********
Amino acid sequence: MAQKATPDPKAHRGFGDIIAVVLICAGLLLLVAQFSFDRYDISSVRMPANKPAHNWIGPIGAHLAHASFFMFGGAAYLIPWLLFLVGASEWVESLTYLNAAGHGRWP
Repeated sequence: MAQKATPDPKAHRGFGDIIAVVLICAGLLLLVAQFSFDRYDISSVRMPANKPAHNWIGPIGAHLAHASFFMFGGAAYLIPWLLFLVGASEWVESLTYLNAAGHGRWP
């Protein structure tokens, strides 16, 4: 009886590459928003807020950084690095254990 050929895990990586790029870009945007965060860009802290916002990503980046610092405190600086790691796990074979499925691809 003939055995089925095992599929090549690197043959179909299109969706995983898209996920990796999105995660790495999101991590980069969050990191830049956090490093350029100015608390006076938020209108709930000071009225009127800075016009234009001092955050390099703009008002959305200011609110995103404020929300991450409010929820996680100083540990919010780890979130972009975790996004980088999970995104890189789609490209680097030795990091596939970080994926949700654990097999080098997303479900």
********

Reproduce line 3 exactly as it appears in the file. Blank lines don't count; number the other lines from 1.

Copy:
């Protein structure tokens, strides 16, 4: 009886590459928003807020950084690095254990 050929895990990586790029870009945007965060860009802290916002990503980046610092405190600086790691796990074979499925691809 003939055995089925095992599929090549690197043959179909299109969706995983898209996920990796999105995660790495999101991590980069969050990191830049956090490093350029100015608390006076938020209108709930000071009225009127800075016009234009001092955050390099703009008002959305200011609110995103404020929300991450409010929820996680100083540990919010780890979130972009975790996004980088999970995104890189789609490209680097030795990091596939970080994926949700654990097999080098997303479900």